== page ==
UM stem cell research on heart may go national

Written by Lidia Dinkova on March 18, 2015

University of Miami stem cell research on generating healthy heart tissue in heart attack survivors is on track to be tested across the US.

The National Heart, Lung and Blood Institute, part of federal medical research arm the National Institutes of Health, is to fund the $8 million cost if the trial wins necessary approvals.

The trial, the first of this research in humans, is a step toward restoring full heart function in heart attack survivors.

The research developed at the UM Miller School of Medicines Interdisciplinary Stem Cell Institute is on combining two types of stem cells to generate healthy heart tissue in heart attack survivors. Scientists have in the past studied using one type of stem cell at a time, a method thats worked OK, said Dr. Joshua Hare, founding director of the UM stem cell institute.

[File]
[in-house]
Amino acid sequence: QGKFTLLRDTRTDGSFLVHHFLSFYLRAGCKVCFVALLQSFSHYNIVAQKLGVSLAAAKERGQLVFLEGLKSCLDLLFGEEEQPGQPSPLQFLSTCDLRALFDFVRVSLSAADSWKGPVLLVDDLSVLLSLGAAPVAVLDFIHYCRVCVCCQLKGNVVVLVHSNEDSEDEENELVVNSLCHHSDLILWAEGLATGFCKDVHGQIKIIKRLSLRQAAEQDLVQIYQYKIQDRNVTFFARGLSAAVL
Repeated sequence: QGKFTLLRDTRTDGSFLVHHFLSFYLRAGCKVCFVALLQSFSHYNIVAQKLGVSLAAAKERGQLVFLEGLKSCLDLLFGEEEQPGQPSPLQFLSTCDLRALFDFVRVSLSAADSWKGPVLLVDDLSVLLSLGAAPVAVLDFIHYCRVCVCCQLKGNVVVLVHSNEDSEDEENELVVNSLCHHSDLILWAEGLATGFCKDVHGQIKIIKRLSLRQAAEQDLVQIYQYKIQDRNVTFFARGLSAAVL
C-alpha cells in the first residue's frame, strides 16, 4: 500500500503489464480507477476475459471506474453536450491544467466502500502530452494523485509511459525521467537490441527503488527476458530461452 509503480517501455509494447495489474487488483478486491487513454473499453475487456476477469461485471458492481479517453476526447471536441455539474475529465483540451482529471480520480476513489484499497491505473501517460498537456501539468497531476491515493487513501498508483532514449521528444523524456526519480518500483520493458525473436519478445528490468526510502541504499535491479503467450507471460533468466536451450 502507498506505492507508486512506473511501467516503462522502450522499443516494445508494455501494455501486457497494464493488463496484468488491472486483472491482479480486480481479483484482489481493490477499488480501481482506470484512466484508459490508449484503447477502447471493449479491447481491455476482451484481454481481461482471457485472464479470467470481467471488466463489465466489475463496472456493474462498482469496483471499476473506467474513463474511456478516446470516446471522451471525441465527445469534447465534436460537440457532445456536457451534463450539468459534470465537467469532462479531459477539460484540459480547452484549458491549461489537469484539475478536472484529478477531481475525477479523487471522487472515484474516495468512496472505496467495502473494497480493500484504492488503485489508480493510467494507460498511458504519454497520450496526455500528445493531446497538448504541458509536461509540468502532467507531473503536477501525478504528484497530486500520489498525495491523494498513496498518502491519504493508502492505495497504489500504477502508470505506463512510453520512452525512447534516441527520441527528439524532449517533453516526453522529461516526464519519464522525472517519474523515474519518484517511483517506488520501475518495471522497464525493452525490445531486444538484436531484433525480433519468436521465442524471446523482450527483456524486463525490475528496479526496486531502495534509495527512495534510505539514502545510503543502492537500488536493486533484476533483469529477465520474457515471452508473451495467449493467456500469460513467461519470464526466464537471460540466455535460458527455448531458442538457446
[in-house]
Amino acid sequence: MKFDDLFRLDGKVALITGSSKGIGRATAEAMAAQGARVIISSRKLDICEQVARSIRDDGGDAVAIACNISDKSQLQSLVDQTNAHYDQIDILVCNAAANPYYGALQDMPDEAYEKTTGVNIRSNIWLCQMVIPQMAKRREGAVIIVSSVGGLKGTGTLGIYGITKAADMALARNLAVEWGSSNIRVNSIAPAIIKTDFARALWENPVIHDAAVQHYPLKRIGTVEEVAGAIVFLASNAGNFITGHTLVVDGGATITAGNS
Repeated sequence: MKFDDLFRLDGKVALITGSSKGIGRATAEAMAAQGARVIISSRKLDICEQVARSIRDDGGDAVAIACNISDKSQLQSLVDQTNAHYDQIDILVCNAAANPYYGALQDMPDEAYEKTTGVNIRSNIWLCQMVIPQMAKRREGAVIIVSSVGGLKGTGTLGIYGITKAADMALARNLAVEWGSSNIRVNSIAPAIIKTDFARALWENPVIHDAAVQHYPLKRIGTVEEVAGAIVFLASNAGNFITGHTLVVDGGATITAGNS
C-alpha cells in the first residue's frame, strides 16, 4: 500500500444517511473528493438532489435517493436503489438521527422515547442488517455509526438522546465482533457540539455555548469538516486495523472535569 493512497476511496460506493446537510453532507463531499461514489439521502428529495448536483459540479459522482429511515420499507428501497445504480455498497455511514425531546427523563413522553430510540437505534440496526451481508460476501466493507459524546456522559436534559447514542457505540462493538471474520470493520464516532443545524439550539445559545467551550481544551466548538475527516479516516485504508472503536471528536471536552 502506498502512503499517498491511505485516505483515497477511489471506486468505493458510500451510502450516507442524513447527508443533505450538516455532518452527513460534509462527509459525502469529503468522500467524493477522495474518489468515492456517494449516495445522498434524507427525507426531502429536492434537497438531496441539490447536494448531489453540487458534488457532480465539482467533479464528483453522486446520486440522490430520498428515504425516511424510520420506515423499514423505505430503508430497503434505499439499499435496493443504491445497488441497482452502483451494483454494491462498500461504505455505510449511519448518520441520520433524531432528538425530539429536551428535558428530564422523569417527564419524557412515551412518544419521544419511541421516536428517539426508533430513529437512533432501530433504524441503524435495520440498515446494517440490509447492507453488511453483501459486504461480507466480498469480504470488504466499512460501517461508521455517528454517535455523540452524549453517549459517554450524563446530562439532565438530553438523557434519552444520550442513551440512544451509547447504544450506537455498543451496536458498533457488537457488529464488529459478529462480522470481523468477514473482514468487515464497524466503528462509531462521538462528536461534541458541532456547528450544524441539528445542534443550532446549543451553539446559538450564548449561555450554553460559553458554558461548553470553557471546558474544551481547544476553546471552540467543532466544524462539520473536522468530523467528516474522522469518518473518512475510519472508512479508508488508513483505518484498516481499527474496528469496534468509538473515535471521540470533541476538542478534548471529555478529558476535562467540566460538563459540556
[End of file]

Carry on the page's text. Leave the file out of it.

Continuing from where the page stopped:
But UM research shows that combining two types of stem cells expedites healing and regeneration of healthy heart muscle.

We could remove twice the scar tissue than with either cell alone, Dr. Hare said. We had some scientific information that they actually interacted and worked together, so we tested that. It worked.

Researchers combined mesenchymal stem cells, usually generated from human bone marrow, and cardiac stem cells, isolated from a mammals heart.

Stem cells are cells that havent matured to specialize to work in a particular part of the body, such as the heart. Because these cells are in a way nascent, they have the potential to become specialized for a particular body function.

Doctors have been using stem cells to regenerate lost tissue from bones to heart muscle. The mesenchymal and cardiac stem cells each work well in generating healthy heart tissue in heart attack survivors, Dr. Hare said. Combining them expedites the process, according to the UM research.

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UM stem cell research on heart may go national

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